I live in New York and need to find a new place to live. This is a torturous, soul crushing, money-sucking process. I have a running list in my head of everything I’d rather do than visit shoebox-sized apartments with a lovely view of a brick wall. These include: taking an hour long ice bath, eating a bowl full of salt, and passing out religious pamphlets in Times Square.
Recently, I had an uncomfortable meeting at a broker’s office. Online, I saw pictures of a spacious looking apartment, in a safe neighborhood, at a reasonable price – the NYC holy trinity. When I went in to meet the broker and see the place, I was met with scoffs, sighs, and eye rolls.
The broker proceeded to bad-mouth the marketer who posted the listing. She doesn’t know what she’s talking about. She doesn’t understand the real estate industry. She didn’t verify this price with me. She should have never posted this.
I was uncomfortable and ended my relationship with the company right then and there. As a customer, how am I supposed to work with and trust a business that can’t even work with and trust each other? Simply put, I’m not going to give my money to someone I don’t like – and I don’t like combative people who talk behind their co-workers backs in front of me.
This applies to the B2B world as well.
Our leads and customers know way more about the internal intricacies of our organization than we give them credit for. They feel the tension right along with us, they catch the sarcastic comments you think breezed right by them, and they get uncomfortable and lose trust, too.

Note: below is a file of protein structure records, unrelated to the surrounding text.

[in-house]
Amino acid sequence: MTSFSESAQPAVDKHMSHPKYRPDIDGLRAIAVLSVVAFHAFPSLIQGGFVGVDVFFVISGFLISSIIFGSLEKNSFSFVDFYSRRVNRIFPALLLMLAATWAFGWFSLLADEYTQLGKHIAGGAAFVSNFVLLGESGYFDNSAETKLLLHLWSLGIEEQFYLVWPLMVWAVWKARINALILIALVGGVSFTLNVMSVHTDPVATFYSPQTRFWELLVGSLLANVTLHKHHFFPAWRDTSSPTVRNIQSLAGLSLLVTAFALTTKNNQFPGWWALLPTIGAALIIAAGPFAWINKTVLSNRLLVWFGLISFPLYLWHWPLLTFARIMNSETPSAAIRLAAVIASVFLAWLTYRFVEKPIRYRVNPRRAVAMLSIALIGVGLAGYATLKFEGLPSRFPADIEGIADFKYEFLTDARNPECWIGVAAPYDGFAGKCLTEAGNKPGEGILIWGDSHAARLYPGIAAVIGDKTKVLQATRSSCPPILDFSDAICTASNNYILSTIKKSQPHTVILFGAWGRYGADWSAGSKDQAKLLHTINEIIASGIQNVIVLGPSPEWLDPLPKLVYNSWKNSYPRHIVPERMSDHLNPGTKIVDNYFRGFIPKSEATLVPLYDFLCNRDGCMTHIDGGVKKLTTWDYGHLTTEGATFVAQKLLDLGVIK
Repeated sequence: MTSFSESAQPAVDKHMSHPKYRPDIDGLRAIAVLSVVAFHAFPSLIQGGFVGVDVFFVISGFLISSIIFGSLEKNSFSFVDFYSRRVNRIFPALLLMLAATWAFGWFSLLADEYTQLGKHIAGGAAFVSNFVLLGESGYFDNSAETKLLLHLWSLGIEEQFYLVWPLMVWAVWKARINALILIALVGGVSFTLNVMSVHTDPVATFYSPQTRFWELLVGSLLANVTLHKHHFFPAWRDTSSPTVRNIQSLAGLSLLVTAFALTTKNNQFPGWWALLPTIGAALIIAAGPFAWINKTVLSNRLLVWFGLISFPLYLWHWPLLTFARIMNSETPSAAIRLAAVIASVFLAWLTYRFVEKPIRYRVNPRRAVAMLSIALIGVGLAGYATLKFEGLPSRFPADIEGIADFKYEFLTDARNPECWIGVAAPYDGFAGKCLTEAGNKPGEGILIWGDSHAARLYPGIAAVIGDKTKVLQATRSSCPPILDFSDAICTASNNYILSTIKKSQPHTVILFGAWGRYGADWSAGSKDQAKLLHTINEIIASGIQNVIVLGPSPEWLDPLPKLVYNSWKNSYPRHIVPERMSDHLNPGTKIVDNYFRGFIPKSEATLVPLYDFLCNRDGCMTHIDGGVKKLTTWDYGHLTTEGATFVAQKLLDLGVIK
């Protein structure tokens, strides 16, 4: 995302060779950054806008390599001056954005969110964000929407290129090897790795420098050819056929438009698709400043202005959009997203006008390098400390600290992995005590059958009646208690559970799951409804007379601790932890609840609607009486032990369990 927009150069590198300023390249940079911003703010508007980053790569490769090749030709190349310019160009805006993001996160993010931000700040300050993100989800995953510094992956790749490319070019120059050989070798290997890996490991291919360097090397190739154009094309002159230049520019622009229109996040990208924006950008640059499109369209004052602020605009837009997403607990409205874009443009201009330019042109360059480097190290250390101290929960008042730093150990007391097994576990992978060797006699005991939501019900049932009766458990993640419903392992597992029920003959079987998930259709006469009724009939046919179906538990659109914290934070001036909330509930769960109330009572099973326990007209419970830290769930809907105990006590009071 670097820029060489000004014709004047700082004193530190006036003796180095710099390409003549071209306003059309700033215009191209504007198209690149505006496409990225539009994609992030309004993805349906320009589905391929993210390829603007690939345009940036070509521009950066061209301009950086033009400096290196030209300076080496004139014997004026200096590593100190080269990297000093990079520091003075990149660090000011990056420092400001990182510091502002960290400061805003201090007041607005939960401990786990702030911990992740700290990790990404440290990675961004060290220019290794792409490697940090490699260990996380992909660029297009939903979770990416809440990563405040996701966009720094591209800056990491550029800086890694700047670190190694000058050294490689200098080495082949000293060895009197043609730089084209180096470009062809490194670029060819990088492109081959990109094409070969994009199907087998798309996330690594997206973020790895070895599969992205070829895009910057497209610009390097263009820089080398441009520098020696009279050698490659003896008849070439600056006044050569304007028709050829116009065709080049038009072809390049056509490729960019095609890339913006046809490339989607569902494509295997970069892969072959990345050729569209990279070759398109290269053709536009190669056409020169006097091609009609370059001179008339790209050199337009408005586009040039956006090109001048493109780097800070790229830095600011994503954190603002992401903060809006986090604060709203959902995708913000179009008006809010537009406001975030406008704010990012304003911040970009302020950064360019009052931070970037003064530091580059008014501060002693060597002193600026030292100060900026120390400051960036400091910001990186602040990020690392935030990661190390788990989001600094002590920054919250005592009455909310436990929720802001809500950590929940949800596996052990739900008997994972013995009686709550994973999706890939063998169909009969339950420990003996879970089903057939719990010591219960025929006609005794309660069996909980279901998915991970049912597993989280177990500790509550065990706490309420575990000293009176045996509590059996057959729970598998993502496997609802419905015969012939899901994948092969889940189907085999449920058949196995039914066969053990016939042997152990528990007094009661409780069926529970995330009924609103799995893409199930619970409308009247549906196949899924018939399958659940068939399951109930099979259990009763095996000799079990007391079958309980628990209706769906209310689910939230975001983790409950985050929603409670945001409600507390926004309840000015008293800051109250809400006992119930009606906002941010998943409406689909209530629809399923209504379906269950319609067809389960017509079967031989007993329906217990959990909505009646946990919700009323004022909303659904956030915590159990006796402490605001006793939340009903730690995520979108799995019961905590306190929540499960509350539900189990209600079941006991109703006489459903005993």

As sales and marketing quarrel, the customer becomes increasingly unhappy with their sales interactions. According to Forbes, B2B buyers have expressed that as many as 97 percent of their early sales interactions are unproductive.
This is often due to miscommunication, or total lack of communication, between the marketing and sales departments. Time is wasted as the departments each interact with the customer without any knowledge of what the other is saying. They may even be contradicting each other and the only one who knows is the customer.
A crucial step of successfully aligning your marketing and sales departments is defining the buyer’s role. Are they the epicenter of your business or just a vague figure that’s worth nothing more than their credit card number? I think you know what the right answer is…
Here are some tips to successfully align your marketing and sales process around the customer:
- Build your business’s process, technology, and culture around the customer experience.
- Access and update your marketing and sales methods to reflect modern buyer behavior for your industry.
- Have sales refocus their energy on relationship building, as most buyers today educate themselves through online content.
- Never discredit a colleague to a customer – always present a united, organized front.
- If you do have internal questions, discuss it openly, in person, at a later time. Then, contact the buyer together to maintain trust.
I was done with that broker as soon as his rant started. All it will take is a scathing Yelp review for him to learn the error of his ways. But, you’re better than that – adjust your company’s marketing and sales alignment around the customer before you read about your issues on an online forum.